Top 5 tips for soundproofing your officePublished 27.09.19
When designing a new workspace, it is, of course, important to consider how you can best cater to your employees’ working needs. Noise distractions are a common issue within the workplace, particularly amongst busy or open plan offices. It’s important, therefore, to consider incorporating noise absorbing materials during a re-design; these will act as a preventative measure. If you’re not currently planning a renovation, though, there are still ways you can reduce the impact of external noise to encourage minimum disruption of employee productivity.
Partitions are a great way to minimise distractions, helping to create a focus area for those who need it. However, it’s a good idea to avoid reverting back to dated ‘cubicle’ style designs, since these fail to cater to a wide range of working styles. Instead, try incorporating flexible, movable partitions that can be adjusted to suit – for example, these could be used to temporarily section off an area of the office for private group work. Textured desktop partitions can also work to add an aesthetic element, whilst minimising noise and creating privacy for those focusing on individual work.
Soundproof paint and tiles
If you’re considering a complete renovation of your office, consider using soundproof paint to coat your walls. This acts as a base coat that works to reduce sound transmission, and can be particularly useful for those working with thinner wall material. Soundproof tiles can also be added to walls, with their varying colours and textures working simultaneously to add an area of visual interest. These tiles are often made with sound-trapping materials, such as wool, and work to absorb incoming noises.
Carpets and upholstered furniture
If noise distractions are a prevalent issue within your workplace, consider placing carpet down wherever possible. Sounds can bounce off hard, reflective surfaces, so it’s best to avoid these wherever possible. It’s also a good idea to incorporate upholstered furniture, since the padding and soft materials work to absorb sounds within the workplace, having maximum impact when paired with carpet flooring.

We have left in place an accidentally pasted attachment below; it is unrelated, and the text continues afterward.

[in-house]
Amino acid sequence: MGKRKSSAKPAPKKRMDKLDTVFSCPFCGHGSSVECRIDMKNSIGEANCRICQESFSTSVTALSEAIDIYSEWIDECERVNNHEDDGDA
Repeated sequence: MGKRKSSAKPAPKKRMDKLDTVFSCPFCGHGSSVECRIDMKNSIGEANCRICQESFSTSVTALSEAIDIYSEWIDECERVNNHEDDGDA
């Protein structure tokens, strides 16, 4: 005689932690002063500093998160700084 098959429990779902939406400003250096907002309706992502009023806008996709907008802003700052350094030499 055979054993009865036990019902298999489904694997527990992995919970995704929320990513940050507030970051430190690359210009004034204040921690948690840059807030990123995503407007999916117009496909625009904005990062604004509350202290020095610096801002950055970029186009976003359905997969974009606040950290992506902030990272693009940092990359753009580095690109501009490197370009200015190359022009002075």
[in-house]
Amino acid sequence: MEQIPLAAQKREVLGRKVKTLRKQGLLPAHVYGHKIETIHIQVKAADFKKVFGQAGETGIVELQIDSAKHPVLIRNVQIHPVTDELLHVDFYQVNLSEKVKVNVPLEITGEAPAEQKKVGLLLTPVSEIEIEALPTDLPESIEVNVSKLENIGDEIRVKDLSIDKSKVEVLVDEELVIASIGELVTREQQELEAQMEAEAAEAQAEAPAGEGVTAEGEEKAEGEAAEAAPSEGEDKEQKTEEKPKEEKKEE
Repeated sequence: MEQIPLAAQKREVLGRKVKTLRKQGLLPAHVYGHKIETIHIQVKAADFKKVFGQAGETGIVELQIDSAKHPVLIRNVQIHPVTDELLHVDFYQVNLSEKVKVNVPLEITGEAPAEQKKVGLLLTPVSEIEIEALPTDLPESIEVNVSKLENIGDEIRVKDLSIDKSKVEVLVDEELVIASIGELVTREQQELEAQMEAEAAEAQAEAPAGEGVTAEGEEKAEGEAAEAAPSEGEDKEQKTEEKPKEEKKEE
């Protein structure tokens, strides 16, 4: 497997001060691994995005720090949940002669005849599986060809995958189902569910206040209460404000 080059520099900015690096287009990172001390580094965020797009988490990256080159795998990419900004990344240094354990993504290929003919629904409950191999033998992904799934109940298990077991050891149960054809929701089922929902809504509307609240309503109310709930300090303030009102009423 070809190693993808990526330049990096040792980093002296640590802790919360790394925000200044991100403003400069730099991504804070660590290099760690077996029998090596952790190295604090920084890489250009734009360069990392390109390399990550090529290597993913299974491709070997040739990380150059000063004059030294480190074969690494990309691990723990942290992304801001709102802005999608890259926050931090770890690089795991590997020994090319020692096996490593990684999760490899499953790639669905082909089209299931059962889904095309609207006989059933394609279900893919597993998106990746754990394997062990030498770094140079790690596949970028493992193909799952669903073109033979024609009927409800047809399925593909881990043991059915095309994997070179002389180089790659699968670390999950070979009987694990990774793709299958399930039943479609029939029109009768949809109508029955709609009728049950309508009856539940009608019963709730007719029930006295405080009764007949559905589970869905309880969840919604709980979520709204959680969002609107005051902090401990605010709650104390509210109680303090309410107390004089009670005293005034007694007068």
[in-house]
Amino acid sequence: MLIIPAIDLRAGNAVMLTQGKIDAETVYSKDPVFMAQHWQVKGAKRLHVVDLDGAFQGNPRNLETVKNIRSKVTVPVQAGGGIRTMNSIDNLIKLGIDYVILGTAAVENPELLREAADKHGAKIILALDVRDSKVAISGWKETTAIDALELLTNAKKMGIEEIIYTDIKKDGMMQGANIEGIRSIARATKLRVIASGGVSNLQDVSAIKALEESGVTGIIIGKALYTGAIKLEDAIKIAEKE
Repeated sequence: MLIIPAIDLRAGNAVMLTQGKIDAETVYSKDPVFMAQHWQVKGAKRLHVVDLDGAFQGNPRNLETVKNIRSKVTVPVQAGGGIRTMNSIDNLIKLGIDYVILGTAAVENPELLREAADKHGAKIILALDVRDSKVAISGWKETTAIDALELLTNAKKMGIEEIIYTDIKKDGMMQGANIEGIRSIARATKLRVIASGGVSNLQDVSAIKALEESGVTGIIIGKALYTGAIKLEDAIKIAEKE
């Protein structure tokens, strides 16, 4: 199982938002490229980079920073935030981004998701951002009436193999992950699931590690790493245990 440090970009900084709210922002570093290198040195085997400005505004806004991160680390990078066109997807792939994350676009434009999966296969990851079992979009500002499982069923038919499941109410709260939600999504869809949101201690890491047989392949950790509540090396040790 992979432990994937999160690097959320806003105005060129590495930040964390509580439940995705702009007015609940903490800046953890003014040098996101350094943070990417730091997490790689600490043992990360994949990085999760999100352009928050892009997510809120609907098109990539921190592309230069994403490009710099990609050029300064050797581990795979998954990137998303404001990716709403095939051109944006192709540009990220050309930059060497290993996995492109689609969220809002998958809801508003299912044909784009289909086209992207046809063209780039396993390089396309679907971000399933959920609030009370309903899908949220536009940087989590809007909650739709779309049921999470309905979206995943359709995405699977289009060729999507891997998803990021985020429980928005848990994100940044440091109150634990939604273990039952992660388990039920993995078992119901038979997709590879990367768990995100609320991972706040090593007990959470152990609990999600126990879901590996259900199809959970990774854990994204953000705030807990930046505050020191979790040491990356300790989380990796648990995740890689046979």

Use acoustic panels
Acoustic panels can also be used to control noise distractions, minimise sound transfer and prevent echoing. In turn, this improves the quality of existing sounds by reducing unwanted reverberations, ultimately being beneficial to individual work, as well as group and client meetings. Acoustic panels don’t have to be an eyesore; they can be seamlessly worked into the interior design.
Incorporate acoustic friendly furniture
Soundproof booths are great options for workplace interior design, since they not only prevent the infiltration of external sounds, but they also trap sounds – creating a private enclosure, ideal for group work. Individual pods can also provide an escape for those who need to work on a project without any distractions. You could also incorporate chairs or sofas with alcoves, which don’t completely close off the user; rather, they offer an element of privacy whilst also encouraging collaboration.
Although noise distractions are a common issue in the workplace, developments in technology and interior design mean that employees no longer need to suffer. Simply planning for preventative measures can transform a usually noisy office space into a quieter one that promotes focus and productivity. To discover more about how you can soundproof your office, don’t hesitate to speak to a member of our team.